THE poet and broadcaster Stewart Henderson takes readers backstage to illuminate origins and developments of 21 of his poems in a “notebook” that will intrigue poetry enthusiasts and encourage engagement for those wary of its elastic language.
Henderson proves a generous guide, always abstracting the positive and the stimulating from various cultural sources — poetry, fiction, theology, film, and music among them — that he has appreciated. From the sage-turned-seer Malcolm Muggeridge to the punk entrepreneur Malcolm McLaren, and from the theologian Richard Rohr to the literary jester P. G. Wodehouse, this book brims with thoughtful stimulation. There is, understandably, an anthology of poets.
Henderson’s own poetry is subtle declamation; his illumination is intricate, his faith inherent. Words are seasoned with delight. For all his international travels and readings, his work, poetry and prose, remains rooted in his native Liverpool, capital of verbal jugglers. He continues to wear, simultaneously, masks of comedy and tragedy. Readers will still discern the city’s nose-flute accent within the salt and vinegar observations in Lesson Plan: “I could see it was good school/ because the grass/ growing out of the roof gutters/ had been trimmed.”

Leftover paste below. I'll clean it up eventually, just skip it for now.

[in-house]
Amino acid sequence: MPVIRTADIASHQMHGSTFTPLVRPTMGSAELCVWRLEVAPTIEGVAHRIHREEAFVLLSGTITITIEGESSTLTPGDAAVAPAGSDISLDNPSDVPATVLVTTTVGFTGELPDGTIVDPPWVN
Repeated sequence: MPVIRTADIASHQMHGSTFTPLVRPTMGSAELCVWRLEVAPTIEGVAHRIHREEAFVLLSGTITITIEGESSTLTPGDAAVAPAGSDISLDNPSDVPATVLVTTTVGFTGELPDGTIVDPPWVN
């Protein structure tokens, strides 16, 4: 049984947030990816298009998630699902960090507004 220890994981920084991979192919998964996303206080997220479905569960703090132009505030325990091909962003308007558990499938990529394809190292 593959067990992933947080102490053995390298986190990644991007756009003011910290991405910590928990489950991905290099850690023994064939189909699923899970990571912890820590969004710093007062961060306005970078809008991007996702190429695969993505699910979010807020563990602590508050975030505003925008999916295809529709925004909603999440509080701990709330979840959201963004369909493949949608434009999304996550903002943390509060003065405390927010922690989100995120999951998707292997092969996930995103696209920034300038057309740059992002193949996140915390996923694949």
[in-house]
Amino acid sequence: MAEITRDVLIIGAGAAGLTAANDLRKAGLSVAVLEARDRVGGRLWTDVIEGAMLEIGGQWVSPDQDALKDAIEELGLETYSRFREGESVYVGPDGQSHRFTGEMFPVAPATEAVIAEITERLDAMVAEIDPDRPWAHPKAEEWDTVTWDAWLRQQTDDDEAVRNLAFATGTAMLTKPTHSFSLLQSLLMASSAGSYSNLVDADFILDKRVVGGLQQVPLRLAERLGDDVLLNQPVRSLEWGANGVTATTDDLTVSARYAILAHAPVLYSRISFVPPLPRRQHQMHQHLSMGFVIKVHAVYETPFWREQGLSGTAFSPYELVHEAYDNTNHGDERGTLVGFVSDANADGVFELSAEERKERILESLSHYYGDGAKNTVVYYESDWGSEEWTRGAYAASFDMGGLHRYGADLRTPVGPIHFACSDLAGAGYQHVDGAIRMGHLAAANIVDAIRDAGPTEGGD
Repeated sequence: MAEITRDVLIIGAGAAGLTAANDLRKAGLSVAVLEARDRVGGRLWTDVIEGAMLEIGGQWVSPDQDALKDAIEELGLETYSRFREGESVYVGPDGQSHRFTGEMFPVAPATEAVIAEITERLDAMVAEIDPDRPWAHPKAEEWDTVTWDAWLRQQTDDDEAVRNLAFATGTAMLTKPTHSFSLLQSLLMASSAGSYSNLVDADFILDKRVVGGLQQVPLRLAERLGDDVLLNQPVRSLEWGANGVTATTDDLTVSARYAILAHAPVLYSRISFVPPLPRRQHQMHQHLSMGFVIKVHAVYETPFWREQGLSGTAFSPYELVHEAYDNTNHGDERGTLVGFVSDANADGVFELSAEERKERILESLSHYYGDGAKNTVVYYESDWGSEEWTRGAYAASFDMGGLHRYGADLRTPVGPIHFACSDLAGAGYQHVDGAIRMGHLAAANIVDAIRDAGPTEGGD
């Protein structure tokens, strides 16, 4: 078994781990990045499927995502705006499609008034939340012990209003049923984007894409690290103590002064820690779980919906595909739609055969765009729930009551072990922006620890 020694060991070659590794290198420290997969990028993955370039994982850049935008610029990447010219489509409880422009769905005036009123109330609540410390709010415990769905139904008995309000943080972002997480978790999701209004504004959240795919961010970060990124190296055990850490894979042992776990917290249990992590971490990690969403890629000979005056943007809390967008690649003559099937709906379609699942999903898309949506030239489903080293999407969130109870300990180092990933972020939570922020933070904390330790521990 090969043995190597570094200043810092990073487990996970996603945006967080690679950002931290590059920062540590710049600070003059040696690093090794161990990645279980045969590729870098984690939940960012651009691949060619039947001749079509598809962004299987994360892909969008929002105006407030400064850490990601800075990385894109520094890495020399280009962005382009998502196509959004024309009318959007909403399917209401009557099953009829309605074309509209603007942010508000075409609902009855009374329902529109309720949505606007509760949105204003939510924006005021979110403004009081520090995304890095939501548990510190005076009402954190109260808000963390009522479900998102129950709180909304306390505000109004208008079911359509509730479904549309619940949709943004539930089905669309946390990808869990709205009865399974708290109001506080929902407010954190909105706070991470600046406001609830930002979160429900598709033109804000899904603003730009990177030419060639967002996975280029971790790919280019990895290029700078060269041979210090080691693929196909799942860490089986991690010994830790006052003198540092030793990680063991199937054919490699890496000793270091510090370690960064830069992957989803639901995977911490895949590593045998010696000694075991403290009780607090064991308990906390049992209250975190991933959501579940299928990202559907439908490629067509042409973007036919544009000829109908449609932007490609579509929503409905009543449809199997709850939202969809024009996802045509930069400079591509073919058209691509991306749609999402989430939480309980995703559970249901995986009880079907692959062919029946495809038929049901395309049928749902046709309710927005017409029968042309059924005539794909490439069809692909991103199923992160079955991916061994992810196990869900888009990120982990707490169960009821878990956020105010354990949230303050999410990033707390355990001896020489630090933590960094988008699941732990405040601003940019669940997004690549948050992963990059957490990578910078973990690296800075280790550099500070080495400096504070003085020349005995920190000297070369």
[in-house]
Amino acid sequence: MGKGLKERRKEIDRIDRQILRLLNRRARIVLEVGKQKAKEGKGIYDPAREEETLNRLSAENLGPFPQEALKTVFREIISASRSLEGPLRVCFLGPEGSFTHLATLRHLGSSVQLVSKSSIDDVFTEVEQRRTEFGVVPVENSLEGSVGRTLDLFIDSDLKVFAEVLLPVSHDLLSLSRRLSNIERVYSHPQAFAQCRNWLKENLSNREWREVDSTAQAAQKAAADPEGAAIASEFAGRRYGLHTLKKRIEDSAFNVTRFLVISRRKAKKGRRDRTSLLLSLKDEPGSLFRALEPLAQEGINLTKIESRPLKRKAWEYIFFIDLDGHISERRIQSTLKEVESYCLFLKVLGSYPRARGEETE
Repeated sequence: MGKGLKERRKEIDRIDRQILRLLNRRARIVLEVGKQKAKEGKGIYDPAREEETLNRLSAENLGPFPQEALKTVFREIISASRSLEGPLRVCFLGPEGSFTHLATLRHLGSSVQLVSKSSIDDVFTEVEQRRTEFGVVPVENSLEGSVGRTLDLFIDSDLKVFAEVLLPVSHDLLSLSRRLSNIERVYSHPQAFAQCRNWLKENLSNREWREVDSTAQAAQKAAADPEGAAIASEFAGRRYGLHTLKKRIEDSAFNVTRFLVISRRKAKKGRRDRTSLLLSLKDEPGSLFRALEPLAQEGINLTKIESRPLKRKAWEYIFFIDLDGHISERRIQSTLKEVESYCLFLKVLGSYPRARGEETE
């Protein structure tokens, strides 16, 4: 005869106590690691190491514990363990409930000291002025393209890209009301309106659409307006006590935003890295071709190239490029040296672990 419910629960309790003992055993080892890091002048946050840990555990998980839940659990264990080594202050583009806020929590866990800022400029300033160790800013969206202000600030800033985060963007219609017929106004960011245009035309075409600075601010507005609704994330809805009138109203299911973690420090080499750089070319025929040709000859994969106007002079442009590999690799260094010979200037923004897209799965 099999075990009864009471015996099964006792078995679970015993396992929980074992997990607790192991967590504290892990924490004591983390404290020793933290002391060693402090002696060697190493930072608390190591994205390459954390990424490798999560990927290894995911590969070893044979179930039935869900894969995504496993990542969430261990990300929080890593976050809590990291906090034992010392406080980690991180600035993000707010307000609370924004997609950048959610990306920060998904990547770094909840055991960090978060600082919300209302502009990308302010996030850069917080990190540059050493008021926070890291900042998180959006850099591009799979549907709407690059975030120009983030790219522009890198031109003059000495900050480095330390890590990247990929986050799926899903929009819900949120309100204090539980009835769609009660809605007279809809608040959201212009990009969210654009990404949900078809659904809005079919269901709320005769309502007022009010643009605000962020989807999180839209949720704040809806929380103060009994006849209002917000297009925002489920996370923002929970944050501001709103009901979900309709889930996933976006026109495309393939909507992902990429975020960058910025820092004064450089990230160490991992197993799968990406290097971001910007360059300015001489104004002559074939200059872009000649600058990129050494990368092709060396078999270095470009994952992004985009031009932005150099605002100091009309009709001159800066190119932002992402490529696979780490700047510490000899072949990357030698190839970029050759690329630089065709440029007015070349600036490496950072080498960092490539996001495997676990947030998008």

Or from “The Avenue”, underlining the importance of memory from “those drowsy two strides-across, lawn-trimmed summers” (that class distinction of grass again), a deft observation combining telling detail with religious reference to launch the local into cosmic potential:
Further up The Avenue
the regular mouse, black rosary eyes
in the chip shop window
content in its fat firmament.
Henderson proves himself constantly open to refreshing influences, whether from the American recluse-mystic Emily Dickinson, or the four year-old who defined a poem as “message”; active in re-definition, as in illuminations of Christ: “the myriad of Light/ the First-Born Broken/ the original Renaissance/ the only Reformation, . . .”. Typically, he leaves this captivating, vibrant notebook open, balancing a see-saw question poised between celebration and loss: “How should we reflect the jubilee and turbulence of these days so that the one does not jar and override the other?”
Dr Martyn Halsall is a former Poet-in-Residence at Carlisle Cathedral.
A Poet’s Notebook: With new poems, obviously
Church Times Bookshop £8.10